Mr. Jayathilaka Wickramasinghe, who started his duties at the Alahera Range where Alahera-Giritale Sanctuary belongs to, performed his duties in areas throughout Sri Lanka such as  Ampara Range, Samanala Range, Polonnaruwa, Maduruoya, Udawalawa, Wilpatttu, Girithale training field, and Colombo head office. He is currently serving as the Assistant Director of Giritale Training Section.

Mr. Jayathilaka Wickramasinghe has completed his BSc Degree from University of Kelaniya, Master’s Degree in Environmental Science from Open University, Entomology Diploma in Plant Protection, Diplomain Geoprocessing offered by the Wildlife Department affiliated to Colombo University. In addition, a diploma in wildlife training has also been obtained in India.

Mrs. Sajeevani Priyanthika, wife of Mr. Jayathilaka Wickramasinghe, works as a Technical Officer in the Kegalle Education Office. The daughter is studying G.E.C. Advanced level at Kegalle Joseph Convent. Their address is Dewalegama.

Flood Plain National Park

Flood Plain National Park is located in the Polonnaruwa District of the North Central Province and extends northwards from the northern boundary of the Wasgamuwa National Park. This National Park with an area of ​​17350 hectares  was declared by Gazette No. 309/4 dated 07th August 1984. Flood Plain  National Park is one of the four national parks designated under the Mahaweli River Development Project. The national park plays more than the role of a protected area, acts as an elephant corridor, an eco-conservation area, a special area for lake elephants and a natural wetland system as well. This park is located at a distance of 225 km from Colombo.

                                                                                             Sceneries of Villus in Flood Plain National Park

The park has a history dating back to the Kingdom of Anuradhapura, and the Mahaweli River is connected to an ancient network of tanks. On the southern bank of the river, at the edge of the Mutugalla lake, remains of an ancient cave ashram with inscriptions dating between the 2nd and 7th centuries BC have been found.

During the rainy season, the wind speed is relatively low and the average rainfall is about 1555 mm. The annual temperature is 32 °C. The Flood Plain Valley is made up of a diverse set of ecological zones consisting of river channels, riparian marshes, lakes, seasonally flooded grasslands and swamp forests. Two rainfall peaks occur in a year, one in April-May and the other in November-December.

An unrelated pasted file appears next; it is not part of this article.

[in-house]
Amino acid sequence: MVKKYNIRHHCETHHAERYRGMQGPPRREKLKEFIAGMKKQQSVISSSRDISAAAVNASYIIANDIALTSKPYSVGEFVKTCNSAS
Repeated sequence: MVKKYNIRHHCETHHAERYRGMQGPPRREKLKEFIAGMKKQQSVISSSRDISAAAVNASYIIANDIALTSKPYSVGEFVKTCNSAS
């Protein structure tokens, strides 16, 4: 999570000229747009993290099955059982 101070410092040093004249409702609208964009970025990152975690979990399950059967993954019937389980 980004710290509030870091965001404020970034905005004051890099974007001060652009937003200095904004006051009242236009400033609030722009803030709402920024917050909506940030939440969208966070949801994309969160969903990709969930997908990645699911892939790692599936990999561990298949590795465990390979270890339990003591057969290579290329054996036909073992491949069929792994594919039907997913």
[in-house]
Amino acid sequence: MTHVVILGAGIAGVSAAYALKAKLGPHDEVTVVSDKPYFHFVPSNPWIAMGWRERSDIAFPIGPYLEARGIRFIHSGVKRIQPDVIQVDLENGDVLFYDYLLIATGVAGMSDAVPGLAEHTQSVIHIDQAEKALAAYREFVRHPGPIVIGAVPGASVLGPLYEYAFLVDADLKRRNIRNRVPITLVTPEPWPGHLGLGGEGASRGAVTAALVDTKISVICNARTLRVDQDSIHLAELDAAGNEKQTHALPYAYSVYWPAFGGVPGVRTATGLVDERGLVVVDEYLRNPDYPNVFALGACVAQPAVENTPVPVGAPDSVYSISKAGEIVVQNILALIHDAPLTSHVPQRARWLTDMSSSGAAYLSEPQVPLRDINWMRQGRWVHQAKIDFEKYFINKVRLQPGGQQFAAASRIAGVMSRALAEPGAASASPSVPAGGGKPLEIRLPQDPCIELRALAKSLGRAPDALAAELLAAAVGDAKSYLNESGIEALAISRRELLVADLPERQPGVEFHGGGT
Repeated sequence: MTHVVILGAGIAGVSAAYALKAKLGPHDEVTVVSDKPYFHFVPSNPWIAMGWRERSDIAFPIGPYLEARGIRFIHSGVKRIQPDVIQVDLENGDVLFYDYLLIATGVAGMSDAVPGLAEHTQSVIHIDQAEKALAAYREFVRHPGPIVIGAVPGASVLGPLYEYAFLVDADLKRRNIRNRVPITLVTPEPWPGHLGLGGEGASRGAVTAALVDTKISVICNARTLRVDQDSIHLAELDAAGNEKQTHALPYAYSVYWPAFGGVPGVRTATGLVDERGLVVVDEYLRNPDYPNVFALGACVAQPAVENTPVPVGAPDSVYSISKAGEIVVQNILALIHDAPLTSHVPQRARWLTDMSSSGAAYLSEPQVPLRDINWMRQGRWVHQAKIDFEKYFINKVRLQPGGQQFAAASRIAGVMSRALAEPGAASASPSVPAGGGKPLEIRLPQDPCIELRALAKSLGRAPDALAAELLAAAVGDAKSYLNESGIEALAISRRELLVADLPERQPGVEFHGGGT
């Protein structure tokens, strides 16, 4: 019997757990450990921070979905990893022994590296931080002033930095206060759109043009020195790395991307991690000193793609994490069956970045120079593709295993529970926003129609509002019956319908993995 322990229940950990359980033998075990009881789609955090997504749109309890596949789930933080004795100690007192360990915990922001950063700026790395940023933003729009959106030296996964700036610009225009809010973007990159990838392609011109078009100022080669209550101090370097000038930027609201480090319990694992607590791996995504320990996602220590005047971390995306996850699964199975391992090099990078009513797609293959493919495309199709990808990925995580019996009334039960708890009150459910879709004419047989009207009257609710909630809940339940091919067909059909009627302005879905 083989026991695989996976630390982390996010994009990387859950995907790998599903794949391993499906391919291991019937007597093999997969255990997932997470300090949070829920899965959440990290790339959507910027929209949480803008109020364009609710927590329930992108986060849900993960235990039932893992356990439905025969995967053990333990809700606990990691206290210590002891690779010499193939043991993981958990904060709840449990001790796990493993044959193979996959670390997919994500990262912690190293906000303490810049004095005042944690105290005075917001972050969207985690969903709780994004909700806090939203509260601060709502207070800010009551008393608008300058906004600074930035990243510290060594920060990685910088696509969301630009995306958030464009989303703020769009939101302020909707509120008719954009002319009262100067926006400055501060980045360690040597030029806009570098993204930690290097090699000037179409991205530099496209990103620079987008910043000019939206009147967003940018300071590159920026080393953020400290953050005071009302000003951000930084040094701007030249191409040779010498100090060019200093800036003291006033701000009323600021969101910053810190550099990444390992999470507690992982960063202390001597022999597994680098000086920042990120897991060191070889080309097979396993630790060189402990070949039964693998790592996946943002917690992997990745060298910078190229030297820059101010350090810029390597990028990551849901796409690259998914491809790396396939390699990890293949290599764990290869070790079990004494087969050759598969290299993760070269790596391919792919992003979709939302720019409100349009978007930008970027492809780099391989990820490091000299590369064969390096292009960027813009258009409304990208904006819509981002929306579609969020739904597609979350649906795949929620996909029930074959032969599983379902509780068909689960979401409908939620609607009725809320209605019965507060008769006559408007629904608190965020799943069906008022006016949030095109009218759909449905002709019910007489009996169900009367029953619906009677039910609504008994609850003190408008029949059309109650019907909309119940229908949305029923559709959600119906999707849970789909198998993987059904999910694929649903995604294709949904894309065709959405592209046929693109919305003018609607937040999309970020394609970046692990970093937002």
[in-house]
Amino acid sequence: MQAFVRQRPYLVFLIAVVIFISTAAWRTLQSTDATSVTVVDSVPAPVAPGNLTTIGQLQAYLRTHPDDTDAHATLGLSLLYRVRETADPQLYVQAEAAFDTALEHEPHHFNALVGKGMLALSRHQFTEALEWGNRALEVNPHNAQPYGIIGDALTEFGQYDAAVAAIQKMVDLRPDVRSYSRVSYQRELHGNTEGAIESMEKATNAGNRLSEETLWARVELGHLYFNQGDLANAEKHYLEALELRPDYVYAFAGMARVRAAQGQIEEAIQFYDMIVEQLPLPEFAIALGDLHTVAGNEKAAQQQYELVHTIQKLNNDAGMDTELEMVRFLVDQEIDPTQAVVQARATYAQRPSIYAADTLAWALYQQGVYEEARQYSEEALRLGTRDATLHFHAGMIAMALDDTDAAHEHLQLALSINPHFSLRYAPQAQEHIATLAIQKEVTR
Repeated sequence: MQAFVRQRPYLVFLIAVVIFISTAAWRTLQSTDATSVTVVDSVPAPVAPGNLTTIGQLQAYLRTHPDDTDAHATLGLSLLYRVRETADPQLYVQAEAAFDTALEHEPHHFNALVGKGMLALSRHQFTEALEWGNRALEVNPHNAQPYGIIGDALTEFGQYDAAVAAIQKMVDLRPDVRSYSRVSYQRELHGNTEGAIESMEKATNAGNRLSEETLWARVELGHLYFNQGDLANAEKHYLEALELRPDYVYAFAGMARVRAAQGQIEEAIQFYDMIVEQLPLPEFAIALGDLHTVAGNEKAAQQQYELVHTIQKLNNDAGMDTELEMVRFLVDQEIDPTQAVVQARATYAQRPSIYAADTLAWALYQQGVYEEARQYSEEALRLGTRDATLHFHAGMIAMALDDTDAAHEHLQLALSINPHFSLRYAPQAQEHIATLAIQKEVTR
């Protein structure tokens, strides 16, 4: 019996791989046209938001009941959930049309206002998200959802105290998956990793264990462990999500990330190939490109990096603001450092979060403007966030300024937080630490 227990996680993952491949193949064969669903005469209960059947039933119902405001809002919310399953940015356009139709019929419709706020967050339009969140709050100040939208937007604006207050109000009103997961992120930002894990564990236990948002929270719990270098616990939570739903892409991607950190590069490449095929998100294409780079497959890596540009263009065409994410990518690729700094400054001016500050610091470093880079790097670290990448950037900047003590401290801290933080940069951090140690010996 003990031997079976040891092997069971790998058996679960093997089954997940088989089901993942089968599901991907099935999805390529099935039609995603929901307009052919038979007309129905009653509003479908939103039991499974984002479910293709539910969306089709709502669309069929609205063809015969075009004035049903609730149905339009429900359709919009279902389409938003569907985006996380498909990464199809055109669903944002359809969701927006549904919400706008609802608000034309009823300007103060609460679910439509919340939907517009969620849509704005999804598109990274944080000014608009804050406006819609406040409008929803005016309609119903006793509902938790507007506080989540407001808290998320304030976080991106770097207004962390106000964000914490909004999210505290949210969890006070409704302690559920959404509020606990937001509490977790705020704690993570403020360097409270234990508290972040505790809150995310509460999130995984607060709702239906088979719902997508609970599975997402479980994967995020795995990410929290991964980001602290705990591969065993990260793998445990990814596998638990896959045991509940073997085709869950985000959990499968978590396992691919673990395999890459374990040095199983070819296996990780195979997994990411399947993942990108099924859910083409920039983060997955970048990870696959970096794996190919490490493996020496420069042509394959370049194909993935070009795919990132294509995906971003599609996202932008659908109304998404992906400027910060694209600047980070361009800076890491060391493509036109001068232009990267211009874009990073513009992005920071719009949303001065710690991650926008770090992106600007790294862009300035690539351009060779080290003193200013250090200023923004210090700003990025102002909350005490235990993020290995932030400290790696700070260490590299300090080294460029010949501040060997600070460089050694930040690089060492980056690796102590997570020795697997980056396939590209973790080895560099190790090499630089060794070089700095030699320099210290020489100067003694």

It’s always an excellent idea to take a stroll in the park to enjoy the breathtaking views of the Mahaweli River. Wasgamuwa National Park is located on the southern end, while Somavatiya Park is situated next to the northern boundary of the Flood Plain National Park, which acts as an elephant corridor between the two parks. This part of the park includes the most important inland wetland in the country. These wetlands are home to a variety of fish and are important for the survival of birds as well. There are eight important wetlands within the National Park. These wetlands along the Mahaweli River are the only sanctuary in the country for a special species of elephant called the Lake Elephant (Vil Ali). The park plays an important role in the conservation of the lower river basin and riverbanks as it has shallow groundwater even during long dry periods of the year to support a good vegetative cover, provide a unique environment for plant and animal communities, and maintain optimal plant growth in all habitats. As a result of all these factors, the park consists of different ecological zones.

The park is located in the lower basin of the Mahaweli River. About 231 plant species have been identified in the large lakes and swamp forests in the flood plains. The total area of the Flood Plain National Park including small lakes and wetlands is about 2823 hectares. All streams flowing through the park are channels connected to the Mahaweli River. There are many sources of water fed by rainwater.There are five main habitat types, open canopy high forest, open canopy low, medium forest, scrub vegetation, grassland. The dominant tree species in the high canopy layer are Weera (Dryptees sepiaria), Milla (Vitex altissima), Welang (Pterospermum canescens), Panakka (Pleurostylia opposita), kumbuk (Terminalia arjuna). Some species like Ebony (Diospyros ebenum) and Satinwood (Chloroxylon swietenia) are rarely observed in this high canopy layer. Palu (Manilkara hexandra), Divul (Limonia acidissima) plants are among these.

Herd of Elephants